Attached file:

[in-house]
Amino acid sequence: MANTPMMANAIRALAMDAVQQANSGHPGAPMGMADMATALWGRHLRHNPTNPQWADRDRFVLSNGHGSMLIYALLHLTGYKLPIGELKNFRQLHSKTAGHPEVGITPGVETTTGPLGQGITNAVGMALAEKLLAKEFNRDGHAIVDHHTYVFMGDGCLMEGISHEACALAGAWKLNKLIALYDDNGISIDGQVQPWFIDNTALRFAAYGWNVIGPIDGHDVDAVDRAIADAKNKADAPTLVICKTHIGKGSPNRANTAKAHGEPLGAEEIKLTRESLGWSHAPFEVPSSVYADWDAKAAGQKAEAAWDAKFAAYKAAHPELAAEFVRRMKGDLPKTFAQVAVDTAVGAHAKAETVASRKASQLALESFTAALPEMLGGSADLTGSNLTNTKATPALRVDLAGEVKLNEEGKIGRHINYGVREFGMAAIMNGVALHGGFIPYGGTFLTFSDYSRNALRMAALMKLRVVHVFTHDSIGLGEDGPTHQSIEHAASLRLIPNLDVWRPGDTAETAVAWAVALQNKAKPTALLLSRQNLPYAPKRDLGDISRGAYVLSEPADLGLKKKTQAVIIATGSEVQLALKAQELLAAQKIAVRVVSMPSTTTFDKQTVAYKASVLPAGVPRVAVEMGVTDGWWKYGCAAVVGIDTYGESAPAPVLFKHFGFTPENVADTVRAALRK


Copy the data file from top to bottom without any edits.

[in-house]
Amino acid sequence: MANTPMMANAIRALAMDAVQQANSGHPGAPMGMADMATALWGRHLRHNPTNPQWADRDRFVLSNGHGSMLIYALLHLTGYKLPIGELKNFRQLHSKTAGHPEVGITPGVETTTGPLGQGITNAVGMALAEKLLAKEFNRDGHAIVDHHTYVFMGDGCLMEGISHEACALAGAWKLNKLIALYDDNGISIDGQVQPWFIDNTALRFAAYGWNVIGPIDGHDVDAVDRAIADAKNKADAPTLVICKTHIGKGSPNRANTAKAHGEPLGAEEIKLTRESLGWSHAPFEVPSSVYADWDAKAAGQKAEAAWDAKFAAYKAAHPELAAEFVRRMKGDLPKTFAQVAVDTAVGAHAKAETVASRKASQLALESFTAALPEMLGGSADLTGSNLTNTKATPALRVDLAGEVKLNEEGKIGRHINYGVREFGMAAIMNGVALHGGFIPYGGTFLTFSDYSRNALRMAALMKLRVVHVFTHDSIGLGEDGPTHQSIEHAASLRLIPNLDVWRPGDTAETAVAWAVALQNKAKPTALLLSRQNLPYAPKRDLGDISRGAYVLSEPADLGLKKKTQAVIIATGSEVQLALKAQELLAAQKIAVRVVSMPSTTTFDKQTVAYKASVLPAGVPRVAVEMGVTDGWWKYGCAAVVGIDTYGESAPAPVLFKHFGFTPENVADTVRAALRK